image Spring is almost over here in Connecticut and I continue to be reading lots of good books.  I previously blogged about some of my spring reads here, here and here. And I wrote earlier this year about my reading muses and strategies I have adopted to be able to read more. There are two more days until the solstice and I am up to 34 books this season and 70 this year to date. Yikes! Here are the highlights from the last few months.

Fiction Favorites:

The One-in -a-Million Boy is a wonderful read. I loved the story and the writing and the characters, especially the feisty older woman. I am recommending it to everyone I know. I found this book through Anne Bogel and bought it because it was a Kindle Deal. Thanks Anne!

I loved Our Souls at Night. It is beautifully written, a gentle book about aging, love, relationships, small towns. It made me want to read other books by the author.

I loved Tell Me Three Things It is a smart YA book with characters you care  about and a storyline that keeps you guessing.

Before We Visit the Goddess engaged me. I cared about the women in the story and their relationships (grandmother, mother, daughter). The story was well constructed. I didn’t love it as much as the other three but I am glad I read it.

You Too Can Have a Body Like Mine was a little wacky. The author was very inventive in this futuristic novel that explored themes like body image and societal values. I am glad I read it and I enjoyed parts of it but it might not appeal to some.  Since I have had time to read a lot of books, I don’t mind reading one that isn’t my favorite but if I only had time to read a couple, this wouldn’t make the cut.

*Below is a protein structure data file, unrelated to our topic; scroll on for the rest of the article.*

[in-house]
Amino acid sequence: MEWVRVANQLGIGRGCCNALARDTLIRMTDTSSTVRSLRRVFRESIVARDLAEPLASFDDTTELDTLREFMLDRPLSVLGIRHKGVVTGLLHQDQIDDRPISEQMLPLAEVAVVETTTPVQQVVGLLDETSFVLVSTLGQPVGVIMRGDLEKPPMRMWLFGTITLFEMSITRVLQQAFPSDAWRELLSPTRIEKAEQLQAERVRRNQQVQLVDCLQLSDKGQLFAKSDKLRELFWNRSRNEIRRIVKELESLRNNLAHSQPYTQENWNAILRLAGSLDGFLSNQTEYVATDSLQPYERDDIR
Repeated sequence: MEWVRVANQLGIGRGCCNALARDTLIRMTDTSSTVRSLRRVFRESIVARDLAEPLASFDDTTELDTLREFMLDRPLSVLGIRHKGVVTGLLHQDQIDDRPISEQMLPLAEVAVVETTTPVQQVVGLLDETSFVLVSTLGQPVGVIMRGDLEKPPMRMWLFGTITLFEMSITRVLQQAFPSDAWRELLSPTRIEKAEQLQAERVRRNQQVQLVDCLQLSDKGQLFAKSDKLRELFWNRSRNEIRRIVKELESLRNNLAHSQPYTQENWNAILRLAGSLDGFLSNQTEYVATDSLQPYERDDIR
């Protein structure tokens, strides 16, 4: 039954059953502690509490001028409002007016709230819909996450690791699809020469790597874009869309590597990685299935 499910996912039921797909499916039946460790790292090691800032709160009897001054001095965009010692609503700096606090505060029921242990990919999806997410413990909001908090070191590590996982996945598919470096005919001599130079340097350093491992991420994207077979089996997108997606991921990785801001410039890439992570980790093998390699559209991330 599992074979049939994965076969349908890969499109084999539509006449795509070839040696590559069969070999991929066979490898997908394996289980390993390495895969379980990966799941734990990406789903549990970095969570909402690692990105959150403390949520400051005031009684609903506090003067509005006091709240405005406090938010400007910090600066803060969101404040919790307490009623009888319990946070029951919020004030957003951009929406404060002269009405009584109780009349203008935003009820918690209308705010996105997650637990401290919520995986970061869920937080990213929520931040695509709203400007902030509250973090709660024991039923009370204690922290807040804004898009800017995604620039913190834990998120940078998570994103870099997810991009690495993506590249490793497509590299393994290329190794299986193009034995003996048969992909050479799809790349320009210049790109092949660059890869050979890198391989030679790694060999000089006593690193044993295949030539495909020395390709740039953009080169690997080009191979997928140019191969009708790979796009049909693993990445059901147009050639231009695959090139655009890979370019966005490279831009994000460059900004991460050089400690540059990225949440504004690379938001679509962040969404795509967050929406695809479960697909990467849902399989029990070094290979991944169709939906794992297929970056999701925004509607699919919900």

Although I enjoyed reading some of the others on the list more, the book that blew me away was The Chronology of Water, an incredibly raw, beautifully written memoir. The themes will likely turn many readers off. She explores sexual abuse, violence, sex, addiction. But even though so many aspects of her personal history are really disturbing, I never got the feeling that she was writing about these things with the intent to shock. At the end of the day, the facts of the story were only a small aspect of the impact of the book.  The main thing that hit me was the writing. There is such an immediacy to the writing. It is poignant, funny, honest, raw and generous. She tells her story and invites the reader to experience the power of art and love as forces for healing and redemption. For the reader who can handle it, it is an amazing book, highly recommended.